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Avian influenza infections in birds--a moving target.

Abstract

Avian influenza (AI) is a complex infection of birds, of which the ecology and epidemiology have undergone substantial changes over the last decade. Avian influenza viruses infecting poultry can be divided into two groups. The very virulent viruses cause highly pathogenic avian influenza (HPAI), with flock mortality as high as 100%. These viruses have been restricted to subtypes H5 and H7, although not all H5 and H7 viruses cause HPAI. All other viruses cause a milder, primarily respiratory, disease (low pathogenic avian influenza, LPAI), unless exacerbated by other infections or environmental conditions. Until recently, HPAI viruses were rarely isolated from wild birds, but for LPAI viruses extremely high isolation rates have been recorded in surveillance studies, particularly in feral waterfowl. In recent years, there have been costly outbreaks of HPAI in poultry in Italy, the Netherlands and Canada and in each of these countries millions of birds were slaughtered to bring the outbreaks under control. However, these outbreaks tend to have been overshadowed by the H5N1 HPAI virus, initially isolated in China, that has now spread in poultry and/or wild birds throughout Asia and into Europe and Africa, resulting in the death or culling of hundreds of millions of poultry and posing a significant zoonosis threat. Since the 1990s, AI infections due to two subtypes, LPAI H9N2 and HPAI H5N1,have been widespread in poultry across large areas of the world, resulting in a modified eco-epidemiology and a zoonotic potential. An extraordinary effort is required to manage these epidemics from both the human and animal health perspectives.

Authors+Show Affiliations

OIE, FAO and National Reference Laboratory for Newcastle Disease and Avian Influenza, Istituto Zooprofilattico Sperimentale delle Venezie, Viale dell'Università 10, Legnaro, Padua, Italy. icapua@izsvenezie.itNo affiliation info available

Pub Type(s)

Journal Article
Review

Language

eng

PubMed ID

19459279

Citation

Capua, Ilaria, and Dennis J. Alexander. "Avian Influenza Infections in Birds--a Moving Target." Influenza and Other Respiratory Viruses, vol. 1, no. 1, 2007, pp. 11-8.
Capua I, Alexander DJ. Avian influenza infections in birds--a moving target. Influenza Other Respir Viruses. 2007;1(1):11-8.
Capua, I., & Alexander, D. J. (2007). Avian influenza infections in birds--a moving target. Influenza and Other Respiratory Viruses, 1(1), pp. 11-8.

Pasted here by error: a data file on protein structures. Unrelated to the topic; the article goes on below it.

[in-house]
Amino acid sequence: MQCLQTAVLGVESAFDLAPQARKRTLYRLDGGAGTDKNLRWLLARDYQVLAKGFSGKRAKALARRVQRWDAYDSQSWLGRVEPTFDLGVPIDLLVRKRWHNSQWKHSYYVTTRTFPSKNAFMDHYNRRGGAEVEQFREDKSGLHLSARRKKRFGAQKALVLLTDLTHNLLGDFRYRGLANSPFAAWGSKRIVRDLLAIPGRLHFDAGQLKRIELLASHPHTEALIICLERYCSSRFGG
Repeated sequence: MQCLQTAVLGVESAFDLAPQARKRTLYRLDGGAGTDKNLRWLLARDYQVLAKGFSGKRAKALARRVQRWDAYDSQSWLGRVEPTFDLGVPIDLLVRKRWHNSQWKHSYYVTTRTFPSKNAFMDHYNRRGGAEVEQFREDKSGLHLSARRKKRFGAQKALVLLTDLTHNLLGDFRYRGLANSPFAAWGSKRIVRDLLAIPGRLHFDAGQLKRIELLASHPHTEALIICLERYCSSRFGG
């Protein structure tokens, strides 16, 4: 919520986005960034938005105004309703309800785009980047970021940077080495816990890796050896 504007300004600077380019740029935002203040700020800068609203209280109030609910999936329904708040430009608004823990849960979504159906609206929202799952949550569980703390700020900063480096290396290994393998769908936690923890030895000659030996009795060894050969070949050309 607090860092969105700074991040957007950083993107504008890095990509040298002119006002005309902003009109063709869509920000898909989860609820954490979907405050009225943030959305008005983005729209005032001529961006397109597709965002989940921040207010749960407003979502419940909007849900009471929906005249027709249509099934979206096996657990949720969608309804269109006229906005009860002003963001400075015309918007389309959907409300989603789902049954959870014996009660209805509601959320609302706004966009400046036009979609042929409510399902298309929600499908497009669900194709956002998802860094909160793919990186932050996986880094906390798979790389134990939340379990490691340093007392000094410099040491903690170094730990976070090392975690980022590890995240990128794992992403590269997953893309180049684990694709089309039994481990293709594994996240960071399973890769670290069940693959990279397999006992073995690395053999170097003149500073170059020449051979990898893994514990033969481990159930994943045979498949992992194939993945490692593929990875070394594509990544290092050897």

Capua I, Alexander DJ. Avian Influenza Infections in Birds--a Moving Target. Influenza Other Respir Viruses. 2007;1(1):11-8. PubMed PMID: 19459279.
* Article titles in AMA citation format should be in sentence-case
TY - JOUR T1 - Avian influenza infections in birds--a moving target. AU - Capua,Ilaria, AU - Alexander,Dennis J, PY - 2009/5/23/entrez PY - 2007/1/1/pubmed PY - 2009/6/9/medline SP - 11 EP - 8 JF - Influenza and other respiratory viruses JO - Influenza Other Respir Viruses VL - 1 IS - 1 N2 - Avian influenza (AI) is a complex infection of birds, of which the ecology and epidemiology have undergone substantial changes over the last decade. Avian influenza viruses infecting poultry can be divided into two groups. The very virulent viruses cause highly pathogenic avian influenza (HPAI), with flock mortality as high as 100%. These viruses have been restricted to subtypes H5 and H7, although not all H5 and H7 viruses cause HPAI. All other viruses cause a milder, primarily respiratory, disease (low pathogenic avian influenza, LPAI), unless exacerbated by other infections or environmental conditions. Until recently, HPAI viruses were rarely isolated from wild birds, but for LPAI viruses extremely high isolation rates have been recorded in surveillance studies, particularly in feral waterfowl. In recent years, there have been costly outbreaks of HPAI in poultry in Italy, the Netherlands and Canada and in each of these countries millions of birds were slaughtered to bring the outbreaks under control. However, these outbreaks tend to have been overshadowed by the H5N1 HPAI virus, initially isolated in China, that has now spread in poultry and/or wild birds throughout Asia and into Europe and Africa, resulting in the death or culling of hundreds of millions of poultry and posing a significant zoonosis threat. Since the 1990s, AI infections due to two subtypes, LPAI H9N2 and HPAI H5N1,have been widespread in poultry across large areas of the world, resulting in a modified eco-epidemiology and a zoonotic potential. An extraordinary effort is required to manage these epidemics from both the human and animal health perspectives. SN - 1750-2659 UR - https://www.unboundmedicine.com/medline/citation/19459279/Avian_influenza_infections_in_birds__a_moving_target_ L2 - https://doi.org/10.1111/j.1750-2659.2006.00004.x DB - PRIME DP - Unbound Medicine ER -